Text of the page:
the Tiber, by Giac. della Porta in 1580. _ Michael Angelo’s
plans had included a second court (behind the present court),
to be decorated with the Farnese antiquities now at Naples,
and a bridge connecting the palazzo with the Villa Farnesina
on the other side of the Tiber. The building materials were
taken partly from the Colosseum and partly from the Theatre
of Marcellus. This palace was inherited by the kings of Naples,
whose descendant, Count Caserta, still owns it. Since 1874 it,
has been let to the French government, whose embassy to the
Italian government is established here. On the second floor is
the French Roman School. The triple colonnade of the vestibule
and the two arcades of the court were designed by Sangallo,
the arcades being in imitation of the Theatre of Marcellus; the
upper story (originally open) and the beautiful cornice are by
Michael Angelo. The court contains two antique sarcophagi
(that to the right said to be from the tomb of Caeilia Metella).
The oblong Galleria, or hall, on the first floor, contains admirable
mythological frescoes by’ Ag. and An. Caracci and their pupils,
but is not accessible.
The church of Santa Brigida, on the N.W. side of the Piazza
Farnese, occupies the site of the house of the Swedish princess
Bridget (1302-73), who wrote her ‘Revelationes’ here and
was canonized in 1391. In the Via Giulia, behind the Palazzo
Farnese, is situated the round church of Santa Maria della
Morte, founded by the fraternity of the Fratelloni della Buona
Walk behind the palace on the street to the left, Via d. Mascherone, to Via
Giulia, where you’ll encounter a face on the wall with water shooting out of
its mouth, the Fontana del Mascherone (1626).
Via Giulia is a relatively wide, straight road that was a major thoroughfare
during the Renaissance about 500 years ago, leading from downtown to
the Vatican, lined with palaces which have been divided up into expensive
apartments. Notice how many doorbells you find at each of the many large
The arch across the street connects the Farnese Palace with their private
church. The road is named after Pope Julius II, the great Pope who hired
Michelangelo to paint the Sistine Chapel and also commissioned Raphael
to paint his private rooms in the Vatican during the Renaissance.
Over the centuries this neighborhood went up and down in quality, but
it has thoroughly bounced back now as a very expensive, restored district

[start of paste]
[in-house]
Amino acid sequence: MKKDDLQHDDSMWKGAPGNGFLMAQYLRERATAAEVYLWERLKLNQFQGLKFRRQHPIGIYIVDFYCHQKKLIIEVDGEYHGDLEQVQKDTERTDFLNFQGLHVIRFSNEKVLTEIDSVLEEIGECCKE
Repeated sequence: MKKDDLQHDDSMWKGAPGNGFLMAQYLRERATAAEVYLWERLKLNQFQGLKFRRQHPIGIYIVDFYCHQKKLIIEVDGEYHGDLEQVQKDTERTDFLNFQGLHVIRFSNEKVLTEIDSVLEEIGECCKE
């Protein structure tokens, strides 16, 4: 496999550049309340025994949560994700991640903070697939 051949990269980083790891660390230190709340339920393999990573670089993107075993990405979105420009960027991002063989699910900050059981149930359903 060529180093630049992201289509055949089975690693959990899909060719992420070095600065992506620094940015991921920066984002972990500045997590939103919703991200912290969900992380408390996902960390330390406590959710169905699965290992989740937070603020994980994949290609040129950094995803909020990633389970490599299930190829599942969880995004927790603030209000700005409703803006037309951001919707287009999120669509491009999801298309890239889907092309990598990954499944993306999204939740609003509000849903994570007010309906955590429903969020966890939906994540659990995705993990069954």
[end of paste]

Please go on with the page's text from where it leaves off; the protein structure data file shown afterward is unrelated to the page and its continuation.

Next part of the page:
with exclusive apartments in the former palaces and a few art galleries, antique shops and offices at ground level. Centrally-located housing like this
has extra value because residents don’t have to fight rush-hour traffic, and
instead can walk to work. Continue a few blocks on Via Giulia, then turn
right to Via di Monserrato, one of the many quaint, charming little streets
in this neighborhood. Turn left and walk in the street, but listen up for cars.
Considering how narrow the sidewalks are here, typical of Roman lanes, it
is easier to walk in the street, but keep your ears open for the cars or scooters that will be coming up behind. You will hear them, so just stay near the
side as you walk along to make it easier for the cars to get by. While this
neighborhood seems like a pedestrian zone, there will be a few cars, scooters and tiny little trucks zipping past, so just be aware.
You will love walking through these cobblestone lanes, peeking into the
little courtyards and admiring the façades. Many of these buildings are
400 years old and have been continuously occupied. This street and nearby
lanes are so photogenic they are often used as locations for feature films,
TV programs and model shoots. It’s very rewarding in your travels to have
some time when you can simply walk through these quiet, peaceful, residential streets. They’re very historic but they don’t have major headline
monuments -- it’s a meander that takes you off the beaten track and into the
neighborhoods where actual Romans live and very few tourists ever venture.
BAEDEKER: V Monserrato etc From the Piazza Farnese a line
of streets, called the Via di Monserrato and Via de’ Banchi Vecchi,
leads to the N.W. to the Ponte Sant’ Angelo. On the right in the first of
these is San Tommaso di Canterbury, or degli Inglesi, the church of